Speirs: You want to know if they're true or not... the stories about me. Did you ever notice with stories like that, everyone says they heard it from someone who was there. But then when you ask that person, they say they heard it from someone who was there. It's nothing new, really. I bet if you went back two thousand years, you'd hear a couple of centurions standing around, yakking about how Tertius lopped off the heads of some Carthaginian prisoners.

Lipton: Well, maybe they kept talking about it because they never heard Tertius deny it.

Speirs: Well, maybe that's because Tertius knew there was some value to the men thinking he was the meanest, toughest son of a bitch in the whole Roman Legion.

    • Proved by Captain Sobel who is clearly not loved, but made himself more hated than feared, which Machiavelli warned against.

Video Games

  • Used pretty sensibly in City of Heroes with the Alternate Universe Praetorian Earth, in which all the named heroes are instead Machiavellian fascists, and in the America Korps Alternate Universe where the evil twins to the heroes are instead Nazis. The Big Bads Tyrant and Reichsman are individually a perfect match for Big Good Statesman, but the lesser heroes easily overcome their evil counterparts; the Big Bad intentionally sabotaged their training so they didn't become threats to his leadership.
  • Taking the Open Palm Path in Jade Empire lets you throw this one right in the face of the Big Bad. Sun Li knocks out your party and traps you in a mind prison. You summon your friends to help fight off the demons of doubt and fear...even Sagacious Zu, who gave his life in a Heroic Sacrifice at the 2/3 mark of the story. After breaking out, Sun Li is left scraping his jaw off the floor - eat it, "Glorious Strategist"
    • Although Closed Fist characters deal with the situation just as easily, weakening the example somewhat.
  • While the Machiavelli seen in Assassin's Creed: Brotherhood never actually states any beliefs like this; outside of mild cynicism, it is shown that the Borgia's reign of oppression has no chance against Ezio's more enlightened perspective.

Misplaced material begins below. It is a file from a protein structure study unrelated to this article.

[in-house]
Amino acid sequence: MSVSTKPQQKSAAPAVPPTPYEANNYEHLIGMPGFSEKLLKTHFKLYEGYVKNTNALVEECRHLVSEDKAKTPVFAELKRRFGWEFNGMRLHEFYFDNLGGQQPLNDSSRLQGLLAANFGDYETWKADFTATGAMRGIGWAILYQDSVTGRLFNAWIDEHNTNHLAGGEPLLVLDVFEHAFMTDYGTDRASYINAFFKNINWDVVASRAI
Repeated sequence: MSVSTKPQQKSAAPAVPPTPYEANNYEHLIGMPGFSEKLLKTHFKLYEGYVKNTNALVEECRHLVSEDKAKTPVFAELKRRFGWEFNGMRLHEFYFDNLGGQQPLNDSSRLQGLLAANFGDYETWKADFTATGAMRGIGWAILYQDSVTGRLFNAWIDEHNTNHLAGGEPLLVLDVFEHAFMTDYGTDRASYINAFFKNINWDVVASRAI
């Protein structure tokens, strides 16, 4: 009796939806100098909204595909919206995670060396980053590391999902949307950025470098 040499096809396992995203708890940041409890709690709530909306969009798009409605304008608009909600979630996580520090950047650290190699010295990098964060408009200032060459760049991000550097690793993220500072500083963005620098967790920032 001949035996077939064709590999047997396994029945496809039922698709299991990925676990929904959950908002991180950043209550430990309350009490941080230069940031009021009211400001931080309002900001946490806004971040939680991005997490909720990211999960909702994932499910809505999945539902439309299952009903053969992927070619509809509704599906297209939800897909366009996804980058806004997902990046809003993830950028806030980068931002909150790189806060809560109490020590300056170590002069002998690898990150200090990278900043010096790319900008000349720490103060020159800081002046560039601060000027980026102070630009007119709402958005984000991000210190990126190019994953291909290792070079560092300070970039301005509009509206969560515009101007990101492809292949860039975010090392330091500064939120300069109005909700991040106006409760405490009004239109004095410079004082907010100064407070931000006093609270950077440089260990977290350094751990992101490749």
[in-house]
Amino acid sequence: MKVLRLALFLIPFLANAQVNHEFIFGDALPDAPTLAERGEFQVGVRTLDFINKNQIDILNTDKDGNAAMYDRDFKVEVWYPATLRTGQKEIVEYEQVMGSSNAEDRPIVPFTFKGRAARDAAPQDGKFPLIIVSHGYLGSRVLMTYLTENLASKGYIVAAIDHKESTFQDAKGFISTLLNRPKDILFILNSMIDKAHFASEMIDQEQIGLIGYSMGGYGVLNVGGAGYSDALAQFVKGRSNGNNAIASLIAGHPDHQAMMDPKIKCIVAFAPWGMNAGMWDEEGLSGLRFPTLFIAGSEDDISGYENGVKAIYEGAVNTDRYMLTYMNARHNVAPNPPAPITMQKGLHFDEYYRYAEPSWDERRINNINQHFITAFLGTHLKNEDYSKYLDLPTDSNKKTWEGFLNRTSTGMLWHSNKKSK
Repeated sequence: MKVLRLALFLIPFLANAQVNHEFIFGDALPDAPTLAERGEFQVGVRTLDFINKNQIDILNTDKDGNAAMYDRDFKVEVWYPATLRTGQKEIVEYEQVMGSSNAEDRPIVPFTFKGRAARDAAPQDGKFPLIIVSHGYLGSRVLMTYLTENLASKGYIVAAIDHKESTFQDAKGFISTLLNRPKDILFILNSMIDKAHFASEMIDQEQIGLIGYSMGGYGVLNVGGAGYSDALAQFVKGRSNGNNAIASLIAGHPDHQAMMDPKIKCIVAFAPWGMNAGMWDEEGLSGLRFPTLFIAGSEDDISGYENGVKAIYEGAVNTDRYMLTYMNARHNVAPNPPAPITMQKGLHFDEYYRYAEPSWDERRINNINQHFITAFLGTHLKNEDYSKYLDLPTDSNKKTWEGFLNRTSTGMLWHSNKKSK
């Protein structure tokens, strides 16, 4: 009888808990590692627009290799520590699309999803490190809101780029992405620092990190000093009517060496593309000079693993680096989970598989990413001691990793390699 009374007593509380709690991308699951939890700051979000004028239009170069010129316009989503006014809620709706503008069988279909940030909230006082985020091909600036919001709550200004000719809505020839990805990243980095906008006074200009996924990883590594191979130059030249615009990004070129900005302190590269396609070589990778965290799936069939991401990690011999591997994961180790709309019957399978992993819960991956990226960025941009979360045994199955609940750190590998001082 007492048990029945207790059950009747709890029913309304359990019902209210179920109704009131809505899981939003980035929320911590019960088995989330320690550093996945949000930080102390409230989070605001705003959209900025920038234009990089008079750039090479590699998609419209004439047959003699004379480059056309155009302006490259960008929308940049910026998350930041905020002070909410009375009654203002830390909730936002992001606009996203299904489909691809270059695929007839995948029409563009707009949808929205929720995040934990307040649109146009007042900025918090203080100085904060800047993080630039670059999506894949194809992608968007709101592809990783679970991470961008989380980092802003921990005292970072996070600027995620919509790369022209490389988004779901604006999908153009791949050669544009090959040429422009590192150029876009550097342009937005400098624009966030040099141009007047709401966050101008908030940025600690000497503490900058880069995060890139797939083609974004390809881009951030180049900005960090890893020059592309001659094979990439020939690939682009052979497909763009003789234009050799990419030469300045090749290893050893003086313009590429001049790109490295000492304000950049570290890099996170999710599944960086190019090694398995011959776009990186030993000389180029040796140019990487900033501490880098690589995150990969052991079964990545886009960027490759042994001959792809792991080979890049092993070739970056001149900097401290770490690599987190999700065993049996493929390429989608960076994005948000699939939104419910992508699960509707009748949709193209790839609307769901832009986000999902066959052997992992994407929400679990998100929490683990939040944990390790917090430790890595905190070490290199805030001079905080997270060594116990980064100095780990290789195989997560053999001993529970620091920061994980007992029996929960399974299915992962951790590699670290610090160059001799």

• He does however openly criticize their methods so they clearly didn't read his book.
      • Or they agree with the theory that the book in question was satire and never meant to be taken seriously. Five hundred years of a Broken Base will do that.
  • Subverted in Shogun Total War 2, where a ruler's ability to rule is determined by the Repression Rating and must enact harsh policies to maintain authorities (such as sword hunts to disarm the rebellious population for example). No bread and circuses here folks or noble in rule traits.
  • General Tsao from Sly Cooper comes off this way.

 General Tsao: Who needs friends when you can have servants? Who needs affection when you can have obedience?

  • Sahori from Shin Megami Tensei V decides to turn on Lahmu (who had merged with her) once she realizes that he did not truly love her, while her best friend and the Nahobino did.

Western Animation

  • Avatar: The Last Airbender: Azula believes "fear is the only reliable way" to control people, and it always works for her. Then Mai turns around and betrays her because she loves Zuko. Ten seconds later, Ty Lee also betrays her to save Mai. Azula considered both Mai and Ty Lee to be her "best friends" (read: the ones most under her control), and their betrayal out of love for others leads directly to her Villainous Breakdown.

 Azula: The thing I don't understand is why‌? Why would you do it‌? You know the consequences.